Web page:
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Prime Minister Boris Johnson was admitted to hospital on Sunday night, 10 days after testing positive for coronavirus. Downing Street said he was suffering from "persistent symptoms" and therefore would have further tests as a "precautionary step". Officials insist the PM remains in charge of the government.
The news was announced shortly after the Queen delivered a televised message to the nation, thanking people for following government rules to stay at home and praising those "coming together to help others". BBC royal correspondent Jonny Dymond said it was an address designed to reassure and inspire in hard times. She spoke after the number of people to die with coronavirus in the UK reached 4,934.
Scotland's chief medical officer also resigned on Sunday night after being criticised for breaking social distancing rules. Dr Catherine Calderwood had already apologised for making two trips to her second home, but initially she and First Minister Nicola Sturgeon said she would continue in the role. However, she later quit, admitting that the "justifiable focus" on her actions risked distracting from the pandemic response.
Elsewhere, the supply of personal protective equipment continues to cause concern, with The Royal Pharmaceutical Society warning its members on the high street don't have the right gloves, masks and aprons. The National Domestic Abuse helpline is also reporting a 25% increase in calls and online requests amid fears that restrictions could heighten family tensions and cut off escape routes.
We're bringing you all the latest developments from around the world via our live page. Among those is the news that Japan is set to declare a state of emergency as the number of confirmed infections continues to rise.
In the US, President Donald Trump has warned there will be "a lot of death" in the next week or so, but also expressed hope coronavirus cases were "levelling off" in US hotspots. The number one hotspot though, New York, continues to suffer, with 594 new deaths reported on Sunday. However, that figure - and the figure for new infections - was lower than the day before.
The US is looking to Italy and Spain for positivity where the daily death rates continue to fall. In Italy, there's hope that one tiny village, quarantined in its entirety, could help solve some of the mysteries around the coronavirus.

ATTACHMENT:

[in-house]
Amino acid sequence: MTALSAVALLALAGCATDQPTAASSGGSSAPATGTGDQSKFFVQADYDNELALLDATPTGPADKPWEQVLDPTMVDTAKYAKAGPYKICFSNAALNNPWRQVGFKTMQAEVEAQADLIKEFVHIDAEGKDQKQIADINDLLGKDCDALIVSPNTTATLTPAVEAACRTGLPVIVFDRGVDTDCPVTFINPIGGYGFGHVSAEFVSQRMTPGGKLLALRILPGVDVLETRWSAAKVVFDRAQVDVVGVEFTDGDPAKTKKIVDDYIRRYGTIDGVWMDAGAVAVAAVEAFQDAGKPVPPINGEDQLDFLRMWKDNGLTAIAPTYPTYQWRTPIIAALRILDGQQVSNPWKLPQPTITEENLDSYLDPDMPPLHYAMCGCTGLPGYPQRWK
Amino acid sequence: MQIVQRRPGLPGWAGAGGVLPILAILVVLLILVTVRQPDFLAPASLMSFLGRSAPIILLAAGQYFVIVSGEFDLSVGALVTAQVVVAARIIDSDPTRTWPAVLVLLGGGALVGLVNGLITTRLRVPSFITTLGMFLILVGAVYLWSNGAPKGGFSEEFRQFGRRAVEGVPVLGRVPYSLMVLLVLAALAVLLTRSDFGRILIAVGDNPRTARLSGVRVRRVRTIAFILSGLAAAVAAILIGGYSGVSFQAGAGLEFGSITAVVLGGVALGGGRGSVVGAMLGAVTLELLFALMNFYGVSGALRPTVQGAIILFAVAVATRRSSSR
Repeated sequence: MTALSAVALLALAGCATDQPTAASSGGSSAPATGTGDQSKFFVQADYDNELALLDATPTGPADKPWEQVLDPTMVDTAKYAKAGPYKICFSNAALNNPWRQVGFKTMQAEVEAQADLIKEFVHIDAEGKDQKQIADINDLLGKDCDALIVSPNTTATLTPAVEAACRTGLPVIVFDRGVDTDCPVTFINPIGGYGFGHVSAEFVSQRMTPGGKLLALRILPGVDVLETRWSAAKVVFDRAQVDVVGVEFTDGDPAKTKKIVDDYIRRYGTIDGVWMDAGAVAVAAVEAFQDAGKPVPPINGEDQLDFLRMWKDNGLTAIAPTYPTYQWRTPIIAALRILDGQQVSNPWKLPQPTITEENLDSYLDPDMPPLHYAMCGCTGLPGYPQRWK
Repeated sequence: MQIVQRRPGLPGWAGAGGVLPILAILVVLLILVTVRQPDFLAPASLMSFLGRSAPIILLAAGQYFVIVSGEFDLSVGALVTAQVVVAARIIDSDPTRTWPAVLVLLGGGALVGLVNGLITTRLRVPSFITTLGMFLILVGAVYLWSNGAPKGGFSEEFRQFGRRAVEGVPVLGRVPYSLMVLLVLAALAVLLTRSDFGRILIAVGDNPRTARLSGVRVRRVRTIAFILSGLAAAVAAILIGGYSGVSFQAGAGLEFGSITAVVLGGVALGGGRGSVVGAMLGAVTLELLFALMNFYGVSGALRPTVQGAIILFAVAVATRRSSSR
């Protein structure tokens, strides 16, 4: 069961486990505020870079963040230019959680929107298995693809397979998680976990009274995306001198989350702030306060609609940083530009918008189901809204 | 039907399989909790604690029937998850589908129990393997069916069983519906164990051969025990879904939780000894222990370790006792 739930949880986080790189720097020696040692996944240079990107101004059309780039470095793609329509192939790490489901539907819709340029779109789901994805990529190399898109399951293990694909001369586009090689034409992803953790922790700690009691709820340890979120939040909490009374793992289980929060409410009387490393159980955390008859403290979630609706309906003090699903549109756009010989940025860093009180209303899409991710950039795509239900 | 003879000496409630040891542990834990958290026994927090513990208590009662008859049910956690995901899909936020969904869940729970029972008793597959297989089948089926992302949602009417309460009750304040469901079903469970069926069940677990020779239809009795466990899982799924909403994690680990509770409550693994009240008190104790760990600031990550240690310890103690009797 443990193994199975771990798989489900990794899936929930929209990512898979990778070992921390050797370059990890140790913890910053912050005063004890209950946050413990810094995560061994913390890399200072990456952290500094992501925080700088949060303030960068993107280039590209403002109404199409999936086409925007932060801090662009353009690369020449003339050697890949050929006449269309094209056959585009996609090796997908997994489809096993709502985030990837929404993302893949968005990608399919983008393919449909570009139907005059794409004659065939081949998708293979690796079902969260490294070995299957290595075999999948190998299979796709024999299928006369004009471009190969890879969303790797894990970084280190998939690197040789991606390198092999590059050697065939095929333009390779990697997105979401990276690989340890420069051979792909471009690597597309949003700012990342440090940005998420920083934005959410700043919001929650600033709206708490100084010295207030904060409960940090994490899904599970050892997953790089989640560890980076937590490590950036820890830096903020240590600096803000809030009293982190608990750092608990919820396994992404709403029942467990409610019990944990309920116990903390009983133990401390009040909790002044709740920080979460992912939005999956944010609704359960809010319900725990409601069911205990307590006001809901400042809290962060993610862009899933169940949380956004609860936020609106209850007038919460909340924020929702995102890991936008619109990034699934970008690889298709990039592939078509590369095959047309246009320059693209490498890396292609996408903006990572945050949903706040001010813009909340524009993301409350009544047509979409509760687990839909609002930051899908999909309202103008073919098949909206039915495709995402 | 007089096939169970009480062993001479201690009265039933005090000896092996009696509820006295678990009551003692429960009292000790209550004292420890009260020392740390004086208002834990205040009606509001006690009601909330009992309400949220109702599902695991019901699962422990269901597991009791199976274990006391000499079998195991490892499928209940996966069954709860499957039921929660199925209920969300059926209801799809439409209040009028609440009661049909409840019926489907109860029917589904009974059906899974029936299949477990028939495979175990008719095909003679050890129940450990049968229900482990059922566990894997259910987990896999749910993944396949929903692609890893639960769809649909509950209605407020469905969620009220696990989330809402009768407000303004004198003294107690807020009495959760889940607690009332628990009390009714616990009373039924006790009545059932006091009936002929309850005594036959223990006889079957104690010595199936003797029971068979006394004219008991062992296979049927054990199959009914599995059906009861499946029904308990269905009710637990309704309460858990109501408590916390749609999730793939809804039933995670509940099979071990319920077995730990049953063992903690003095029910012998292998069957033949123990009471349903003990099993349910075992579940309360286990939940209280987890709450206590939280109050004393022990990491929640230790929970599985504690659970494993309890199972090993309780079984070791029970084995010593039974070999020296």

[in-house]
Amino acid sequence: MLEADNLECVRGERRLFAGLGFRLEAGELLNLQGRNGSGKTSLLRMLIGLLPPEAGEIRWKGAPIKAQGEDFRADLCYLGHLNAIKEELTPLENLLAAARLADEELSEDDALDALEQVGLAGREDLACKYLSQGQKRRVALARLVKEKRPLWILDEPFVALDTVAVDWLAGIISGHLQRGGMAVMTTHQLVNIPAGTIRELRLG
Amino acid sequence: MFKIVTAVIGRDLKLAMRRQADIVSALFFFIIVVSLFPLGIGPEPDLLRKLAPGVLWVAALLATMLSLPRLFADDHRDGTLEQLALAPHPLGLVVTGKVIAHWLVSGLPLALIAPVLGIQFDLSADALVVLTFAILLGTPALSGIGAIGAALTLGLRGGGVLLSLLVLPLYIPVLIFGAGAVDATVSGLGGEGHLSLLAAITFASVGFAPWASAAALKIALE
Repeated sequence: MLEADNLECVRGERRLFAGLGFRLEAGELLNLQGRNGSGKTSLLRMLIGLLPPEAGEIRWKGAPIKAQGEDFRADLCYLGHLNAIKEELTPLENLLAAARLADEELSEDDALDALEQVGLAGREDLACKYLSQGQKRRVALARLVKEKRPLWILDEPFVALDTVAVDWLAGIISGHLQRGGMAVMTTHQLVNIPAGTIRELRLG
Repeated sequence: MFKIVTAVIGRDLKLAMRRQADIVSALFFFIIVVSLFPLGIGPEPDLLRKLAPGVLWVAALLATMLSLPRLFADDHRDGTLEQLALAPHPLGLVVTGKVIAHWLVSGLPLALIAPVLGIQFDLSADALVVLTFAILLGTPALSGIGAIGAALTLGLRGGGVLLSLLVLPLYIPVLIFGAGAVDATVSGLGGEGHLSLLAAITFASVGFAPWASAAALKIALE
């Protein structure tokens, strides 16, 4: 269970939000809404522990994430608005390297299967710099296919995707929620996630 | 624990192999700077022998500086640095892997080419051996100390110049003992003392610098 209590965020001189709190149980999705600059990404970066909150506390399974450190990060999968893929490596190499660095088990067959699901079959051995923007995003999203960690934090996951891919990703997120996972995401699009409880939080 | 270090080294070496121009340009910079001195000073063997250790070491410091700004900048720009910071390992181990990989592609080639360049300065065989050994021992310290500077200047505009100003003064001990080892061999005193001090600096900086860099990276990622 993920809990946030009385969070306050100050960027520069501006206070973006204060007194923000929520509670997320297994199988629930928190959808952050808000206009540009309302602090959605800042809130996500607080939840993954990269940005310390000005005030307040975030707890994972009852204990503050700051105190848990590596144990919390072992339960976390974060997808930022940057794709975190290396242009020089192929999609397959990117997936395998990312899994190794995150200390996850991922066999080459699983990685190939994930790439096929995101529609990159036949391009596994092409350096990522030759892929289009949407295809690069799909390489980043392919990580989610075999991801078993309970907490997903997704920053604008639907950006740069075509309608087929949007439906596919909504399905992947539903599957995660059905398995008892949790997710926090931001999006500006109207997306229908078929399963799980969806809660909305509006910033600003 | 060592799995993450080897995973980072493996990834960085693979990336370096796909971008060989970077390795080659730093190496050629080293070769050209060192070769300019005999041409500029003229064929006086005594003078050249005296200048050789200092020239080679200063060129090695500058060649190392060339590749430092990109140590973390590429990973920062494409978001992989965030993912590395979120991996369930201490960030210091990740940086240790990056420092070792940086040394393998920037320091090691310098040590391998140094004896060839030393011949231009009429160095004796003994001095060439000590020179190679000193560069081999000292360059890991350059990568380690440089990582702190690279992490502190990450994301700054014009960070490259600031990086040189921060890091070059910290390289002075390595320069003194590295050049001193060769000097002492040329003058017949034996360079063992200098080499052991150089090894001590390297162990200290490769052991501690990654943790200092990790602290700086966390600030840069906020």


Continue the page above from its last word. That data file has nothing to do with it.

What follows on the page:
Elsewhere, there are fears the virus could wipe out Brazil's indigenous communities altogether. Respiratory illnesses - such as those that develop from the influenza virus - are already the main cause of death for native communities. And in India, the BBC's Soutik Biswas looks closely at the efforts to contain the disease's spread in Asia's biggest slum.
Finally, read why conservation experts believe the coronavirus pandemic, which likely originated at a market selling wild animals in China, could be a watershed moment for curbing the global wildlife trade.
We hear the phrase "underlying health conditions" a lot right now, but what is it like to be someone in that category and fear your life would not be saved if you caught the virus? Read a personal account from disability advocate Lucy Watts, who is facing those sorts of worries.
Families in lockdown feel the psychological tension
By Sean Coughlan, BBC family and education correspondent
We may never forget the coronavirus lockdown. But are we still going to be talking to each other at the end of it? Because apart from worries about the virus, there are likely to be rising tensions in some families having to live on top of one another at home. In ordinary times, couples spend on average two-and-a-half hours together each day, says researcher into relationships Prof Jacqui Gabb of the Open University. But that was in the BC era (before coronavirus).
One thing not to miss today
What the papers say
Late-breaking news of the prime minister's admission to hospital appears on several front pages. The Metro says he had looked "poorly" in a video message last week. The Daily Telegraph reports that ministers are expressing concern privately that the PM is insisting he must remain in charge, while also trying to "sleep and rest a lot". Along with Boris Johnson, the Queen appears widely after what the Daily Mirror calls a "heartfelt rallying cry" which drew on her experience of the Blitz. The Sun and the Daily Mail both note that she evoked the words of Vera Lynn, telling a nation in shutdown "We will meet again" once the crisis is over. Elsewhere, there are pictures of well-populated parks alongside reports of the health secretary's warning that exercise outside the home could be banned completely if the public fail to heed social distancing rules. "No lingering" is the headline in the Financial Times.
Need something different?
Get the latest recommendations for some cultural hidden gems from our arts editor Will Gompertz. Or read more about the virtual Grand National, which raised more than £2m for the NHS. Elsewhere, our colleagues in BBC Business have spoken to explorer and motivational speaker Mike Horn for this week's The Boss interview.